It wasn't a smooth path from that point. It never has been for Hill, who had to overcome a couple of significant, self-inflicted wounds to reach where he is today.

Hill redshirted his first season and bided his time as a productive reserve during his freshman and sophomore seasons. By his junior year, Hill was a fixture in Oregon's secondary in a role similar to the one he now has with the Browns, serving as the Ducks' top option in the slot.

Hill's future in football, though, looked to be in peril on multiple occasions. He missed the Ducks' rivalry game against Oregon State because he was suspended for a violation of team rules. Less than a month later, he was arrested on a felony assault charge that resulted in an indefinite suspension. Hill eventually pleaded guilty to a misdemeanor charge, resulting in a sentence of 36 months of probation to the court, fines and 70 hours of community service. He was also required to complete a six-month anger management course.

Hill rejoined the team for his senior season, and it was a big one. He started 14 games as the Ducks rolled through the year and earned a spot in the College Football Playoff national championship. Though he would go undrafted, Hill landed in the NFL as an undrafted free agent with the Cincinnati Bengals.

Hill signed with the Bengals as an undrafted free agent in 2015.
Hill signed with the Bengals as an undrafted free agent in 2015.

Though it was hours away from Youngstown, Hill was finally back close to home. For Gilmer, though, it was too much, too soon.

"When you've got a lot of money, you can have a lot of financial stuff but your psychology and spiritual life is like you're still back in the hood," Gilmer said. "I was always concerned about that when he was with the Bengals. I was happy he was in the NFL but I said, 'oh gosh, he's going to be back home, young, a lot of money, a lot of family members, friends, old influences being there and he could slip up and make the wrong decision here and there.'"

Hill's time with the Bengals was short. He was cut before the start of the season and later joined Cincinnati's practice squad. He was elevated to the active roster for three games but was waived once more on Christmas Eve and claimed on Christmas by the Patriots, only to be waived five days later. He finished the year as a member of the Rams.

During that topsy turvy start of his career, Hill endured the death of his half brother Te'Kquan Alexander, who was lost in a motorcycle crash.

"That one broke me down to the fullest," Hill said. "I really didn't understand it at the time. At that moment, I was still young. I was still trying to make my way."

This type of signed-again, cut-again back-and-forth is common for undrafted free agents like Hill. More often than not, the churn stops, and the player is forced to move on to other endeavors. Hill, though, stayed the course and eventually carved out a niche with the Rams.

This was the break he needed.

Though he was claimed by the Rams when they were in St. Louis, Hill played his first full season with the franchise in Los Angeles. Back in California and back near Gilmer, Hill carved out a niche he couldn't find in his previous stops, earned a spot on the 53-man roster and found regular playing time, including a handful of starts, through the first 12 games of the 2016 season. Trouble, though, found Hill once more, as he was arrested for DUI and was promptly waived and demoted to the practice squad.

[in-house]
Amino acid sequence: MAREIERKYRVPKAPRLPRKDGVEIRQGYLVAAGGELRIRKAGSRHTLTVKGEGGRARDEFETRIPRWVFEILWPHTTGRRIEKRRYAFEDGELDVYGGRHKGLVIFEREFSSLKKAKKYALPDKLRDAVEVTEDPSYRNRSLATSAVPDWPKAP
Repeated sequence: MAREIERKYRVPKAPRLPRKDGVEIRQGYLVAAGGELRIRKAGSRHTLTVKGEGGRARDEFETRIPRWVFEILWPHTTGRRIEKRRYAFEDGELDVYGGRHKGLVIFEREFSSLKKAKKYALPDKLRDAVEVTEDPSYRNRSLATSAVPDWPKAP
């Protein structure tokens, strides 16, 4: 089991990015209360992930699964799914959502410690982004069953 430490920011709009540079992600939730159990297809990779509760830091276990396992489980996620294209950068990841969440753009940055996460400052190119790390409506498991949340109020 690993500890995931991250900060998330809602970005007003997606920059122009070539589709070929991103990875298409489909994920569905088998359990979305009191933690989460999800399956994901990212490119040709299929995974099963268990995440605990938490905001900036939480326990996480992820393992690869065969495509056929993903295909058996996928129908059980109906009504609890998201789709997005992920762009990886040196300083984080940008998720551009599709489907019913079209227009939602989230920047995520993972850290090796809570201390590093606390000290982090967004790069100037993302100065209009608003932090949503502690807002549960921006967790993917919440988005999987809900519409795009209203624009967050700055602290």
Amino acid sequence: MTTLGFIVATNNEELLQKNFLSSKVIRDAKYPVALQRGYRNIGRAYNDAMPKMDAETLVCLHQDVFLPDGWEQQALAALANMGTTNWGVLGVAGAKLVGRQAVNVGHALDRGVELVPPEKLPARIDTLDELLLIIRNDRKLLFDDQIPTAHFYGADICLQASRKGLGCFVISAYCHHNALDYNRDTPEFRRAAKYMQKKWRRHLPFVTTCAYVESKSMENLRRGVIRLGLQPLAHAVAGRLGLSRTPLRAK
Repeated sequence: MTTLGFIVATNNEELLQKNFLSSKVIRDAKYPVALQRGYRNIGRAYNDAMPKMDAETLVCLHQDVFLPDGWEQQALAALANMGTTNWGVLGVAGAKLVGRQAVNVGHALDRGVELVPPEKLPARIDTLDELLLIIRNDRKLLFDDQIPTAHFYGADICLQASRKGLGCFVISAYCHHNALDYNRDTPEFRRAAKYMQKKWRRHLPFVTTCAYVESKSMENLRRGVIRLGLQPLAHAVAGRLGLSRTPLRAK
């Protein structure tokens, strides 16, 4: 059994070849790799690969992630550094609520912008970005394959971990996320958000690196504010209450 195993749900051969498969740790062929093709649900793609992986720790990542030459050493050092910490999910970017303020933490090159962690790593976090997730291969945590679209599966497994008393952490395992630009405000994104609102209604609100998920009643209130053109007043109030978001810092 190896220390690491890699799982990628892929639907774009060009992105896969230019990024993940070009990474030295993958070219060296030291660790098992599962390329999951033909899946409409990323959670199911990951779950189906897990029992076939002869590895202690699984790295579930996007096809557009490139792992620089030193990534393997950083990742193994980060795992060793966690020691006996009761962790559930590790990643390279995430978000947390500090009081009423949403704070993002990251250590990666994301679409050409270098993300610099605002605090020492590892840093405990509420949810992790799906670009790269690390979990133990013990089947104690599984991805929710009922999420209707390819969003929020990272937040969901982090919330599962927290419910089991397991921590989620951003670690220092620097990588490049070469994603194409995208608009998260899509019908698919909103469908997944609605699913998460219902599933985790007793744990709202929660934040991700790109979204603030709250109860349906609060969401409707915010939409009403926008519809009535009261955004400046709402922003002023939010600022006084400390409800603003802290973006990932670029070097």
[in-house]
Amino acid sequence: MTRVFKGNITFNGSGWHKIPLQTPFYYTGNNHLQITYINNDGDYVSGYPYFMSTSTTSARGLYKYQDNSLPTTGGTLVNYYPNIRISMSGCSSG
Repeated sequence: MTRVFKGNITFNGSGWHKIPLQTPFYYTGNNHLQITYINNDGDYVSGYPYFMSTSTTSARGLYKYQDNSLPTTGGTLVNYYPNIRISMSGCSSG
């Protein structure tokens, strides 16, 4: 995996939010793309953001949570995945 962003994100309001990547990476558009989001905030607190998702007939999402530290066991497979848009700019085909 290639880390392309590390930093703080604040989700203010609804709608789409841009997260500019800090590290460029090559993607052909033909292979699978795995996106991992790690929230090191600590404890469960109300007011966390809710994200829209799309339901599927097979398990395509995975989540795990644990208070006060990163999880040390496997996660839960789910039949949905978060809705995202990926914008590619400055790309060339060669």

"In the moments (of making mistakes), I was just going with the wind, I wasn't having 'intent' (or looking ahead)," Hill said in a July 2020 profile in The Athletic. "Now, I'm big on 'intent'. I could have avoided a lot of these situations by just not putting myself in them."

The Rams gave Hill one more chance. He was back on the active roster for the final part of the 2016 season and, after serving a two-game league suspension for the incident, back on the field Week 3 in 2017 when the Rams faced the 49ers. He's missed just four games in the four years since while establishing himself as one of the NFL's top slot cornerbacks. In 2020, Hill started all 16 games for a Rams defense that ranked as one of the league's best and led all defensive players with three touchdowns.

Gilmer had a front-row seat for all of it as he watched Hill grow and mature into the man he is today.

"I think it helped him to mature while still having that structure, still having that spiritual influence," Gilmer said. "None of us are perfect. I was always there during his down times when he did make wrong decisions. I was there during the good things and the bad things and it really helped him."



As close as Gilmer and Hill are, Gilmer was in the dark when it came to free agency this past March.

Hill initially told Gilmer he might be headed to San Francisco but later texted him it wasn't happening. Then, for days, he heard nothing as free agency really started to ramp up around the NFL. Finally, his phone buzzed with a short text that said it all.

"Unc," Hill wrote, "I'm going home."

It was a bittersweet moment for Gilmer, who loved having Hill playing football in his backyard but it was also oh so special. Shortly after he got the text, Gilmer, who grew up watching Jim Brown and Leroy Kelly run over defenders and race down the sidelines of Cleveland Municipal Stadium, went into his closet and pulled out some of his old Browns gear.